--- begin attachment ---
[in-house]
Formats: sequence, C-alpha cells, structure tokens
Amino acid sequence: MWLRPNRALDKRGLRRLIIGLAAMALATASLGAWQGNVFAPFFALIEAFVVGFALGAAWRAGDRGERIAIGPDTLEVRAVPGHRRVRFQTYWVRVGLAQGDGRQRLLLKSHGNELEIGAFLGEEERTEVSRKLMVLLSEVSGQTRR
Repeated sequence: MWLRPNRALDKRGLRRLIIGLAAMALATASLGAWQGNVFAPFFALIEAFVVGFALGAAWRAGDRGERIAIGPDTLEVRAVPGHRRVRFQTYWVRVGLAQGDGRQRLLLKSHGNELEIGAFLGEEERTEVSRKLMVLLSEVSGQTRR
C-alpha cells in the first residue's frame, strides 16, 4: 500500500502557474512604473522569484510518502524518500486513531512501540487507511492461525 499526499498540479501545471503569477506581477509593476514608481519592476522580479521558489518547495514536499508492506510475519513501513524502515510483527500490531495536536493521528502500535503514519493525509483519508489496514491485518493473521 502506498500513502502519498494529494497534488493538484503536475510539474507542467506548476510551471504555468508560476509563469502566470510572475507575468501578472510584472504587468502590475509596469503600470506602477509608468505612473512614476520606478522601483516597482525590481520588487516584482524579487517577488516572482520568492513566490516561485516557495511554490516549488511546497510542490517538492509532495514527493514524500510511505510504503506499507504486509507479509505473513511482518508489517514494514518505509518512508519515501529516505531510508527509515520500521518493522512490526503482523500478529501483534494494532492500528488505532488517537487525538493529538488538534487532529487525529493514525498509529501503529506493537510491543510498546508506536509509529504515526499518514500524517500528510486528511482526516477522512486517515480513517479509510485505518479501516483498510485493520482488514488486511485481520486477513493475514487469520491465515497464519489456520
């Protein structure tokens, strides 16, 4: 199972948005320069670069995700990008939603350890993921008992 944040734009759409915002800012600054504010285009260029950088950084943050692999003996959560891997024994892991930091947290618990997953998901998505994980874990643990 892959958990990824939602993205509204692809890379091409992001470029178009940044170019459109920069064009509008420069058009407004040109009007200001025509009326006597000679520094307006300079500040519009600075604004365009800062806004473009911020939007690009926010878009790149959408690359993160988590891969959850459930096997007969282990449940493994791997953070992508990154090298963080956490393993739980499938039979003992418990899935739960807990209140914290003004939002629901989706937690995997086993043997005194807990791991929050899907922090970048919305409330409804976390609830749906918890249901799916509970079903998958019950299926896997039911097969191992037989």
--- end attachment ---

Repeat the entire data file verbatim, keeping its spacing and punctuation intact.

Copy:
[in-house]
Formats: sequence, C-alpha cells, structure tokens
Amino acid sequence: MWLRPNRALDKRGLRRLIIGLAAMALATASLGAWQGNVFAPFFALIEAFVVGFALGAAWRAGDRGERIAIGPDTLEVRAVPGHRRVRFQTYWVRVGLAQGDGRQRLLLKSHGNELEIGAFLGEEERTEVSRKLMVLLSEVSGQTRR
Repeated sequence: MWLRPNRALDKRGLRRLIIGLAAMALATASLGAWQGNVFAPFFALIEAFVVGFALGAAWRAGDRGERIAIGPDTLEVRAVPGHRRVRFQTYWVRVGLAQGDGRQRLLLKSHGNELEIGAFLGEEERTEVSRKLMVLLSEVSGQTRR
C-alpha cells in the first residue's frame, strides 16, 4: 500500500502557474512604473522569484510518502524518500486513531512501540487507511492461525 499526499498540479501545471503569477506581477509593476514608481519592476522580479521558489518547495514536499508492506510475519513501513524502515510483527500490531495536536493521528502500535503514519493525509483519508489496514491485518493473521 502506498500513502502519498494529494497534488493538484503536475510539474507542467506548476510551471504555468508560476509563469502566470510572475507575468501578472510584472504587468502590475509596469503600470506602477509608468505612473512614476520606478522601483516597482525590481520588487516584482524579487517577488516572482520568492513566490516561485516557495511554490516549488511546497510542490517538492509532495514527493514524500510511505510504503506499507504486509507479509505473513511482518508489517514494514518505509518512508519515501529516505531510508527509515520500521518493522512490526503482523500478529501483534494494532492500528488505532488517537487525538493529538488538534487532529487525529493514525498509529501503529506493537510491543510498546508506536509509529504515526499518514500524517500528510486528511482526516477522512486517515480513517479509510485505518479501516483498510485493520482488514488486511485481520486477513493475514487469520491465515497464519489456520
């Protein structure tokens, strides 16, 4: 199972948005320069670069995700990008939603350890993921008992 944040734009759409915002800012600054504010285009260029950088950084943050692999003996959560891997024994892991930091947290618990997953998901998505994980874990643990 892959958990990824939602993205509204692809890379091409992001470029178009940044170019459109920069064009509008420069058009407004040109009007200001025509009326006597000679520094307006300079500040519009600075604004365009800062806004473009911020939007690009926010878009790149959408690359993160988590891969959850459930096997007969282990449940493994791997953070992508990154090298963080956490393993739980499938039979003992418990899935739960807990209140914290003004939002629901989706937690995997086993043997005194807990791991929050899907922090970048919305409330409804976390609830749906918890249901799916509970079903998958019950299926896997039911097969191992037989």